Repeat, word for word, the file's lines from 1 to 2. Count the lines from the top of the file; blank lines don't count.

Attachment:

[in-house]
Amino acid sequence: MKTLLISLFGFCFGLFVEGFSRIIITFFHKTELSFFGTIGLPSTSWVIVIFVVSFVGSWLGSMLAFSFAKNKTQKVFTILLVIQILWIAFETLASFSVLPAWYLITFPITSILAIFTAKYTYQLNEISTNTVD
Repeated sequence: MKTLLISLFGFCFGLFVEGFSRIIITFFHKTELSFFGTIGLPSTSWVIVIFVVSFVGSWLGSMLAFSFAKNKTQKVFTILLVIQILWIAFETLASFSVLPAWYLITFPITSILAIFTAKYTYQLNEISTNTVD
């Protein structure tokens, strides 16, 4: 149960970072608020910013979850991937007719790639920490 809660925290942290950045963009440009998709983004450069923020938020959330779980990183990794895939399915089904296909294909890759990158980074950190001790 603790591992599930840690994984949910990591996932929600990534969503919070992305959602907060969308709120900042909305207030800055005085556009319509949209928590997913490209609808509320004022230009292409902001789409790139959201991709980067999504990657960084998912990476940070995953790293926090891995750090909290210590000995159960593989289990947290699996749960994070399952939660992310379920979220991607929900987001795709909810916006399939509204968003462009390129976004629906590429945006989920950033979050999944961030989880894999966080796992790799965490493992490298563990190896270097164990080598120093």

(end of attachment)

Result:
[in-house]
Amino acid sequence: MKTLLISLFGFCFGLFVEGFSRIIITFFHKTELSFFGTIGLPSTSWVIVIFVVSFVGSWLGSMLAFSFAKNKTQKVFTILLVIQILWIAFETLASFSVLPAWYLITFPITSILAIFTAKYTYQLNEISTNTVD